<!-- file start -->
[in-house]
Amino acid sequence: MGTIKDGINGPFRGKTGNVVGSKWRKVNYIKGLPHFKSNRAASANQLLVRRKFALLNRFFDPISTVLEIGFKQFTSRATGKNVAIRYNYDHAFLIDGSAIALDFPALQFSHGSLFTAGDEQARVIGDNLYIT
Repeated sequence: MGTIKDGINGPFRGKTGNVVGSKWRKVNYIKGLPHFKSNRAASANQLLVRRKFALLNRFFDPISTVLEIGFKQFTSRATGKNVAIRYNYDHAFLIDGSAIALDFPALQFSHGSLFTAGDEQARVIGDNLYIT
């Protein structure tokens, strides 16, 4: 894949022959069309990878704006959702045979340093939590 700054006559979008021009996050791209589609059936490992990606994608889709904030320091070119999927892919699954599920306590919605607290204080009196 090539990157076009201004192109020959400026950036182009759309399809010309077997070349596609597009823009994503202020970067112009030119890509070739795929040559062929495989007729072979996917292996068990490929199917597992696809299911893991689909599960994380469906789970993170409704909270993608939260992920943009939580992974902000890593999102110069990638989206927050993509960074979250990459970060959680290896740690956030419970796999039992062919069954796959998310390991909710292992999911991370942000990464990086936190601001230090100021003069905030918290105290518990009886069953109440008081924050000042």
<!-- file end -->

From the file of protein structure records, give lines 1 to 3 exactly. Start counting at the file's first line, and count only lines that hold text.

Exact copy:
[in-house]
Amino acid sequence: MGTIKDGINGPFRGKTGNVVGSKWRKVNYIKGLPHFKSNRAASANQLLVRRKFALLNRFFDPISTVLEIGFKQFTSRATGKNVAIRYNYDHAFLIDGSAIALDFPALQFSHGSLFTAGDEQARVIGDNLYIT
Repeated sequence: MGTIKDGINGPFRGKTGNVVGSKWRKVNYIKGLPHFKSNRAASANQLLVRRKFALLNRFFDPISTVLEIGFKQFTSRATGKNVAIRYNYDHAFLIDGSAIALDFPALQFSHGSLFTAGDEQARVIGDNLYIT